An outlet valve may be provided for controlling flow of fluid from the container, the load cell being calibrated to measure the quantity of fluid leaving the container. In this case the outlet valve may be servo-operable, the load cell being operatively connected to control the servo-operable outlet valve such that the servo-operable outlet valve will be closed when a predetermined quantity of the fluid has been delivered from the container.
An inlet valve may be provided for controlling flow of fluid into the container, the load cell being calibrated to measure the quantity of fluid entering the container. In this case the inlet valve may be servo-operable, the load cell being operatively connected to control the servo-operable inlet valve such that the servo-operable inlet valve will be closed when a predetermined quantity of the fluid has been received by the container.
FIG. 1 is a vertical section taken through a fluid measuring device of the present invention, the view being generally diagrammatic.
FIG. 2 is a vertical section corresponding with the lower two-thirds of FIG. 1 but illustrating a modification of the container and body.
FIG. 3 is a section taken along the line 3--3 in FIG. 2.
In the drawings like characters or reference numerals represent like or similar parts.
Referring to FIG. 1 a liquid container 10 is provided with an inlet 11 controlled by a servo-operable inlet valve 12 and with an outlet 13 controlled by a servo-operable outlet valve 14. The servo-operable valves 12 and 14 are magnetically-operable in response to an electronic operating signal via respective control lines 15 and 16. The servo-operable valves 12 and 14 may alternatively be of any known type. Inlet valve 12 controls the filling of the container 10 from an unshown storage tank through the inlet 11 and outlet valve 14 controls the emptying of the container 10 through the outlet 13 and a discharge conduit 17. The container 10 is also provided with an overflow 18 which controls the maximum liquid level within the container 10, any liquid passing through the overflow preferably being returned in any convenient manner to the storage tank. Conveniently the container 10 is of cylindrical form and is positioned so that its axis is vertical. The base 19 of the container 10 is consequently horizontal and is provided with a drainage channel 20 leading to a drainage passage 21 controlled by a stop-cock 22 which can be opened to enable liquid lying below the outlet 13 to be drained off. As shown by the cross-hatching, the base 19 is firmly supported by a rigid foundation or other rigid structure.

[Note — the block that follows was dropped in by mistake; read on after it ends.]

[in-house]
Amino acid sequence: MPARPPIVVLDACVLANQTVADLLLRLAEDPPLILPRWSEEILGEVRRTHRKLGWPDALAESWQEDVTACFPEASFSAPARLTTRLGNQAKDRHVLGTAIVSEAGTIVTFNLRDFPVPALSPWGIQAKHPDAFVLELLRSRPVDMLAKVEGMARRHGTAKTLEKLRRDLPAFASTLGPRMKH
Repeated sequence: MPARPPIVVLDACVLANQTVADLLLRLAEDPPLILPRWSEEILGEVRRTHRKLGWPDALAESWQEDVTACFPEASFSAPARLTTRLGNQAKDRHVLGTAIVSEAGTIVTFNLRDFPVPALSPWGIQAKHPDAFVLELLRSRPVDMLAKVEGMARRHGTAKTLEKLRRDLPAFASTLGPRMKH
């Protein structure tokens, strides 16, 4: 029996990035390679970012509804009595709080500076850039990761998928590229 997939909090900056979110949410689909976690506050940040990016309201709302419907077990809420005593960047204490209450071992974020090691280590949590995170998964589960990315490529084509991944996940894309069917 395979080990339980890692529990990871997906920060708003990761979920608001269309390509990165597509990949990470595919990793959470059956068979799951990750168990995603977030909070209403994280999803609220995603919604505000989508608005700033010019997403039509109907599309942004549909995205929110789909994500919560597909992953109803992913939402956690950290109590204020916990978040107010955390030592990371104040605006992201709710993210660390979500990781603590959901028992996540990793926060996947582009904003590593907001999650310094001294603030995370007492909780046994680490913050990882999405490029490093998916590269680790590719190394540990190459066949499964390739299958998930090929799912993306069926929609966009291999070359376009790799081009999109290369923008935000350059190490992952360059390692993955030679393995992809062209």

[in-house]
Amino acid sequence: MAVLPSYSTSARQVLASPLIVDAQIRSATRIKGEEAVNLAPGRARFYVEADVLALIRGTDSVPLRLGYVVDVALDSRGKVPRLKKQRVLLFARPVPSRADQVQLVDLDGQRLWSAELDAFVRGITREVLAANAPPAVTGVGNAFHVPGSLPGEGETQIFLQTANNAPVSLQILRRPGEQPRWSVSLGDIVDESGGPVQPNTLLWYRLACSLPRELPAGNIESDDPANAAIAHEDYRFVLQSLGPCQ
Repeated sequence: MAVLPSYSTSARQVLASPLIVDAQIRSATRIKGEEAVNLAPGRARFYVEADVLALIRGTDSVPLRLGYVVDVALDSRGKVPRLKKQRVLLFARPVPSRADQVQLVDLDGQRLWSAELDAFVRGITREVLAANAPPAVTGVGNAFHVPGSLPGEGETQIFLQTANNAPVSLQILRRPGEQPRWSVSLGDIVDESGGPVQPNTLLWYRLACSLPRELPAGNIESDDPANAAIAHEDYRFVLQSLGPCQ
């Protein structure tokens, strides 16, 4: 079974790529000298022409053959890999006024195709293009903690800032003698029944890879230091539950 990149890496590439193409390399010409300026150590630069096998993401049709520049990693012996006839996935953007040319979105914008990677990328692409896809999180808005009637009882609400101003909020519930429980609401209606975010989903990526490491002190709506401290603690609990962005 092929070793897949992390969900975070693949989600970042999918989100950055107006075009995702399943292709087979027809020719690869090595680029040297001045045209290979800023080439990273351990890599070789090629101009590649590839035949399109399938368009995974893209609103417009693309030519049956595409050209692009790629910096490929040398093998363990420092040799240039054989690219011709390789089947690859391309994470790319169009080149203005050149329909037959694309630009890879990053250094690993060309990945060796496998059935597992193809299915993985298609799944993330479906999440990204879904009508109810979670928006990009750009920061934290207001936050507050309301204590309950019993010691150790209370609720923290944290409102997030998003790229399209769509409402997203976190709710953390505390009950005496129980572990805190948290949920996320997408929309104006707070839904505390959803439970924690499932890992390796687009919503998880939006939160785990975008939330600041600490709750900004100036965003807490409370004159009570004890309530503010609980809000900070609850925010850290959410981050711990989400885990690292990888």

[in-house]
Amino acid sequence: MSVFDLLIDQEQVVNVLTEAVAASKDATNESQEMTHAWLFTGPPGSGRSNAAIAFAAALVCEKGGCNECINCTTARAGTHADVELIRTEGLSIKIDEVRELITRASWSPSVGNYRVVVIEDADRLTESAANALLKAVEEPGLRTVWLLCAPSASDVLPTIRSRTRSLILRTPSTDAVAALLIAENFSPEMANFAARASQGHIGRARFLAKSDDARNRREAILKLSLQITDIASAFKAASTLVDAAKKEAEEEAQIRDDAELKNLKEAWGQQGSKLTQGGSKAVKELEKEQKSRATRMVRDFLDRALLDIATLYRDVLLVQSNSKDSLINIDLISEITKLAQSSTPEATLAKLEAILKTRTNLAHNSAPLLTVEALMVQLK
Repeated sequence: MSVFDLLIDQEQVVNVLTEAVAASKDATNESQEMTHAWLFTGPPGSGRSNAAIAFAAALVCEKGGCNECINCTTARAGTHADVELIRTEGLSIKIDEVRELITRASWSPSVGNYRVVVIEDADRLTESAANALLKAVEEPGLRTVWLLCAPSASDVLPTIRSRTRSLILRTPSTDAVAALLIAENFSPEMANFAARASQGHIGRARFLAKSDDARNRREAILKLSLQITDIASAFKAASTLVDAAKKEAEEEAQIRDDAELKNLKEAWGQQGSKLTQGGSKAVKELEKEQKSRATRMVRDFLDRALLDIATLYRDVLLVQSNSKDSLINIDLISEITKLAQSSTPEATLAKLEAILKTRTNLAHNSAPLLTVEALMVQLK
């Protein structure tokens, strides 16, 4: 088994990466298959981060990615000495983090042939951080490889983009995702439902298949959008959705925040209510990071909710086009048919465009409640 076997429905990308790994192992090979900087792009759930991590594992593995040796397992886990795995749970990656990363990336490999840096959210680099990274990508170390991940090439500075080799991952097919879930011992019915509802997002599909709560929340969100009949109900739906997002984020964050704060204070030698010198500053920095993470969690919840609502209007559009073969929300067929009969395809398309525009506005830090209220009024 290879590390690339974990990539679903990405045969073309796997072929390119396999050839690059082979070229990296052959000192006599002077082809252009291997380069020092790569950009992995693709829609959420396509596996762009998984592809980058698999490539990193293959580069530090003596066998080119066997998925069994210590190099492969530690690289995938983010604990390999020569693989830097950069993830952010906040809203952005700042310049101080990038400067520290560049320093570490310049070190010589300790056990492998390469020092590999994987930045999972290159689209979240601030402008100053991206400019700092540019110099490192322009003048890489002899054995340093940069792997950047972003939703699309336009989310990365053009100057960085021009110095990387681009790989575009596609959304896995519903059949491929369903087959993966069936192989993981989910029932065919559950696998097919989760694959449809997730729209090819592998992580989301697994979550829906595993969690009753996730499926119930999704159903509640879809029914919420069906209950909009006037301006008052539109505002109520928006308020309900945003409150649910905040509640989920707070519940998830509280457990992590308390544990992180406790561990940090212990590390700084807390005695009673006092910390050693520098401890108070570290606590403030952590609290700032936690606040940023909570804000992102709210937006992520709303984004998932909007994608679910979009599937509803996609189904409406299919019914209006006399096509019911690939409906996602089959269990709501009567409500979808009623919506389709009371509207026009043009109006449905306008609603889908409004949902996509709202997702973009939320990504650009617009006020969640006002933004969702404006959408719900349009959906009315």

The top of the container 10 is open and communicates with the interior of a casing 23 which encloses a weighing linkage comprising a lever 24 pivoted from a supporting knife edge 25 carried by the casing 23. A gyroscopic load cell 26 of known construction is mounted on top of the casing 23. The construction may, for instance, be similar to that described in U.S. Pat. application No. 632,892, now U.S. Pat. No. 4,095,463 in which a gyroscope rotor is rotated by a motor at constant speed in an inner gyroscope gimbal that is pivoted in an outer gimbal supported for free rotation about its vertical axis. The force to be measured is applied by a vertical rod 27 through a swivel to a lever which reacts between the inner and outer gimbals to cause a primary precessional motion directly proportional to the applied force. Inaccuracies due to secondary precession are eliminated by means of a sensing device which identifies the associated movement of the vertical rod 27 and causes an auxiliary motor to apply a compensatory torque to balance the secondary precession. This gyroscopic load cell is capable of making exceptionally fine measurements of applied downwardly acting forces with no relative movement of the vertical rod 27 applying the force. The rate of primary precession is measured electronically and results in a series of consecutive independent measurements of the applied force. Each of these measurements can then be compared electronically with the preceding measurement such that the accepted value of the force will only be given when consecutive measurements are of the same value. The swivel connection between the vertical rod 27 and the lever reacting between the gyroscope gimbals is to ensure that the vertical rod 27 is not rotated by the primary precessional movement.